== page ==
Contemporary insights into painful diabetic neuropathy and treatment with spinal cord stimulation

Kai McGreevy, Kayode A. Williams

Research output: Contribution to journalReview articlepeer-review

8 Scopus citations


A substantial body of literature is available on the natural history of diabetes, but much less is understood of the natural history of painful diabetic peripheral neuropathy (PDPN), a pervasive and costly complication of diabetes mellitus. Multiple mechanisms have been proposed, including polyol pathway activation, advanced glycosylation end-product formation, and vasculopathic changes. Nevertheless, specific treatment modalities addressing these basic issues are still lacking. The mainstay of treatment includes pharmacological management with antidepressants, anticonvulsants, and opioids, but these drugs are often limited by unfavorable side-effect profiles. For over 30 years, spinal cord stimulation (SCS) has been used extensively for the management of various chronic neuropathic pain states. In the past decade, interest in the use of SCS for treatment of PDPN has increased. This article reviews pathophysiological mechanisms of PDPN, proposed mechanisms of SCS, and the role of SCS for the treatment of PDPN.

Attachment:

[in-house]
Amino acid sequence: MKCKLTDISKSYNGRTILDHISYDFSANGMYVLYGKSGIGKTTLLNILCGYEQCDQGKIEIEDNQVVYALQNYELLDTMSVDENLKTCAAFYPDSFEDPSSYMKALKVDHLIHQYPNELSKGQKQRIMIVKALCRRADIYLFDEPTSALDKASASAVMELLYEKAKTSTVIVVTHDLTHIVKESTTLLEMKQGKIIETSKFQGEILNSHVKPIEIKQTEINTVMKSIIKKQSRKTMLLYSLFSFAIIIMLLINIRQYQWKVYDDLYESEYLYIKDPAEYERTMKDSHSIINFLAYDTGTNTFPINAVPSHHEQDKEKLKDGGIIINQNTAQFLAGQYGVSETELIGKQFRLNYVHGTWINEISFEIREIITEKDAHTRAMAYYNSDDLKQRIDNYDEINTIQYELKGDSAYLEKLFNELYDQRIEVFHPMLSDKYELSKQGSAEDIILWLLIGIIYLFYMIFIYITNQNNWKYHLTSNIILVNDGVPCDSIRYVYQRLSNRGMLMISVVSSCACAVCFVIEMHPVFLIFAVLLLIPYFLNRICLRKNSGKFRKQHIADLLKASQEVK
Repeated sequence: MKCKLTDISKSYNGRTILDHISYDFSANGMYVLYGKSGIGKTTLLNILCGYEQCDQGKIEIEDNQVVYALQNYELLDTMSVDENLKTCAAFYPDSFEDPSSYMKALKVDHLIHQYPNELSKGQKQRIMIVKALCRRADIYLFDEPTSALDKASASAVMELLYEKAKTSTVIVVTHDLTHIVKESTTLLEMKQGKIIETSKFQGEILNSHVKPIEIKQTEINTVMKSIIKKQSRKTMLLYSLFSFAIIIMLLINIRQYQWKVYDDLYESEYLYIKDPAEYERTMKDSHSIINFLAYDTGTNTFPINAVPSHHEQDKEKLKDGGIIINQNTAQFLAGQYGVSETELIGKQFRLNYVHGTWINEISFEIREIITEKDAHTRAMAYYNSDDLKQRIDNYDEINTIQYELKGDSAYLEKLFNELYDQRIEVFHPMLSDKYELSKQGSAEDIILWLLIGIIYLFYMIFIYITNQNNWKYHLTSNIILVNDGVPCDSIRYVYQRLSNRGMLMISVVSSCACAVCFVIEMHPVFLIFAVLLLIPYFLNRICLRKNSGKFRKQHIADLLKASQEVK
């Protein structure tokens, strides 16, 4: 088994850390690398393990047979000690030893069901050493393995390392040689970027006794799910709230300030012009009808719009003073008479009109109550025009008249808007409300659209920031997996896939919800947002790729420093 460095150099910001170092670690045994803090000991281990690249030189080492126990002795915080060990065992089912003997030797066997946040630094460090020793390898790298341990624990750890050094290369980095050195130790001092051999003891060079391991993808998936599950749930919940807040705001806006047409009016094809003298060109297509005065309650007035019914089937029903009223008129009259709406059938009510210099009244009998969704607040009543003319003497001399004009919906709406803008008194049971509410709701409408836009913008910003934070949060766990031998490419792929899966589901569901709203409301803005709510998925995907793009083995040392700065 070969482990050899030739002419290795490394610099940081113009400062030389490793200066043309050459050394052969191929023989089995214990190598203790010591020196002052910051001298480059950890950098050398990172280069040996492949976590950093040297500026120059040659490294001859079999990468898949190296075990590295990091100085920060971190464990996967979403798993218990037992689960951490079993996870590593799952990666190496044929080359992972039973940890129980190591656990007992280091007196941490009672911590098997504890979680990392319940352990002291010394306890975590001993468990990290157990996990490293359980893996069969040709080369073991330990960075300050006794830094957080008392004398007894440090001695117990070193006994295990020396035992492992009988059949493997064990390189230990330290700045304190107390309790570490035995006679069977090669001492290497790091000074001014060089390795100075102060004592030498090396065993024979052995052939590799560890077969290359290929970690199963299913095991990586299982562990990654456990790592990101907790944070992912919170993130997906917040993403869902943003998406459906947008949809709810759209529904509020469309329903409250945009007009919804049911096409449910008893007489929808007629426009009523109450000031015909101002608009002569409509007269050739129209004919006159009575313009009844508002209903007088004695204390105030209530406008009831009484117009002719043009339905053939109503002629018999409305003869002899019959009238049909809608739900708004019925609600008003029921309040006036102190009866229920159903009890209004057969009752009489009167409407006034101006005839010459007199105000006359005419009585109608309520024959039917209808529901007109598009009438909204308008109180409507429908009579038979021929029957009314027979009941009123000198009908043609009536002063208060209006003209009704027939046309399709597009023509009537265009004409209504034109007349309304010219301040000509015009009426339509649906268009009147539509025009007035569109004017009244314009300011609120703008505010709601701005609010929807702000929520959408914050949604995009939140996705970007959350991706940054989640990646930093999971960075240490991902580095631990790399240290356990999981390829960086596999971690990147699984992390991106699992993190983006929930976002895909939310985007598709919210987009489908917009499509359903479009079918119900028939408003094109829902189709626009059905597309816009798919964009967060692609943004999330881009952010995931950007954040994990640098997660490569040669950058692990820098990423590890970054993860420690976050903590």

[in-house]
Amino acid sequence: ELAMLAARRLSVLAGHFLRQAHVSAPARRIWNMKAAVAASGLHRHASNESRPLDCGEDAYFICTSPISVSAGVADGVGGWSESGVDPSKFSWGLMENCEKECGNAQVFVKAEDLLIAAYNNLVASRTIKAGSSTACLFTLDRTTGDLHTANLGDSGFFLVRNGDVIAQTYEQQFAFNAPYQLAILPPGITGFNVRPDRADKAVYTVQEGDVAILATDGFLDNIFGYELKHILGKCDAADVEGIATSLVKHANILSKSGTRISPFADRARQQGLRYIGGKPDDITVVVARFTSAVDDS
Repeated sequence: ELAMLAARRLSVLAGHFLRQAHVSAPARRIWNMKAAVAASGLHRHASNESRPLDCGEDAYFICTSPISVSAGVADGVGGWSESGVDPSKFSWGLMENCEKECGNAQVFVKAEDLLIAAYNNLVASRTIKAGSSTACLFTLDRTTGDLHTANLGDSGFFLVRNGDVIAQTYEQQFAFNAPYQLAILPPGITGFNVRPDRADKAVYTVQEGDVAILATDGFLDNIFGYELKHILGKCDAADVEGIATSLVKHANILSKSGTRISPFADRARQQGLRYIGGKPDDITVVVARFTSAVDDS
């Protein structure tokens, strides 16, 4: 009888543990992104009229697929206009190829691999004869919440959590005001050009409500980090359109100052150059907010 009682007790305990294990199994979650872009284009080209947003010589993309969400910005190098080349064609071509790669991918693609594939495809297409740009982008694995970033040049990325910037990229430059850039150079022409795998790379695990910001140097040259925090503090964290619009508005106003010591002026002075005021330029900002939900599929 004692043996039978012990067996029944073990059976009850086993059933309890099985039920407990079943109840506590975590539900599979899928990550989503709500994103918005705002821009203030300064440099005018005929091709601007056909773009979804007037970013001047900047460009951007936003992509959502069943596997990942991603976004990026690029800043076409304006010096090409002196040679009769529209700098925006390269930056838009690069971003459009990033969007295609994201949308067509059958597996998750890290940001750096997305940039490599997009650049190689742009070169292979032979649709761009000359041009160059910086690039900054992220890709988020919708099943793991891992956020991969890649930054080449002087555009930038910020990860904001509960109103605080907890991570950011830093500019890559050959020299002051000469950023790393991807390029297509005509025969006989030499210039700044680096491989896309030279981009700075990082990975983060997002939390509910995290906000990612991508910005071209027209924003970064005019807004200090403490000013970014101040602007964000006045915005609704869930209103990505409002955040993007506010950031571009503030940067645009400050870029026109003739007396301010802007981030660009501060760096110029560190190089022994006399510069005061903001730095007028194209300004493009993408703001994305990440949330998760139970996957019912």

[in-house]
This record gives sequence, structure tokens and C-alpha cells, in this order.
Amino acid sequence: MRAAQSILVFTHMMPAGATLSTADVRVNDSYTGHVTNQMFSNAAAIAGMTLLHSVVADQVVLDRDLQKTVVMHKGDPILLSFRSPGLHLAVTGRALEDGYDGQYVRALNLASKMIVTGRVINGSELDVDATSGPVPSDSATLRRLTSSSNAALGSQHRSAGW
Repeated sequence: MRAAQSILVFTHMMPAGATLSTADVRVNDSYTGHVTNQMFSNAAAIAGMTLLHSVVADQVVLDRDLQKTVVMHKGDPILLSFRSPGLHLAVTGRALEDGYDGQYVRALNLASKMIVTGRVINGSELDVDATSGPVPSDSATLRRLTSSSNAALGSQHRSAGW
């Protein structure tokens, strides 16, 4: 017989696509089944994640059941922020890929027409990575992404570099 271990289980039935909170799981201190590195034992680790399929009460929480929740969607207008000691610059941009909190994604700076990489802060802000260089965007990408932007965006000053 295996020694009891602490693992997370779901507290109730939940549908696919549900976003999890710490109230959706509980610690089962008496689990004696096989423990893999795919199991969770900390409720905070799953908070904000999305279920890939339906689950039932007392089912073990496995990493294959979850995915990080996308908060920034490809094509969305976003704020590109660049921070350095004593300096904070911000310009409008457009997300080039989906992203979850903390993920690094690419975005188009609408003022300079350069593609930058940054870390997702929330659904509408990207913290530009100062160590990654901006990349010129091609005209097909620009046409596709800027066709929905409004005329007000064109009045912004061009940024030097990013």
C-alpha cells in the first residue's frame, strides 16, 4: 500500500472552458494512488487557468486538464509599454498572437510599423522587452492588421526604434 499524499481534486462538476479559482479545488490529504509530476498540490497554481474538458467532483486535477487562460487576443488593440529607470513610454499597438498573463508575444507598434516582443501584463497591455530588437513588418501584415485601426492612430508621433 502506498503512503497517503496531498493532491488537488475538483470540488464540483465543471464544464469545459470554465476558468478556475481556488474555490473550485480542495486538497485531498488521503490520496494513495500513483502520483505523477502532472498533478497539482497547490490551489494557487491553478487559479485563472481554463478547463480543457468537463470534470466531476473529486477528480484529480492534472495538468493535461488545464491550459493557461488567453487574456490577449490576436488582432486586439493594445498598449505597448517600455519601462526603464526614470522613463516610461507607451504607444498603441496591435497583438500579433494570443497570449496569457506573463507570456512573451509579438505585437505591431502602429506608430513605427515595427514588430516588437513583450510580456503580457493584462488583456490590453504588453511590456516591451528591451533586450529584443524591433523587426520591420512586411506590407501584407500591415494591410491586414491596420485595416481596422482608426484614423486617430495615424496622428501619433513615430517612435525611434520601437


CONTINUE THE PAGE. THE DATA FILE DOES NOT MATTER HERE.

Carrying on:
Original languageEnglish (US)
Pages (from-to)43-49
Number of pages7
JournalCurrent pain and headache reports
Issue number1
StatePublished - Feb 1 2012


  • Anesthetic techniques
  • Diabetes
  • Diabetic neuropathy
  • Pain management
  • Spinal cord stimulation

ASJC Scopus subject areas

  • Clinical Neurology
  • Anesthesiology and Pain Medicine


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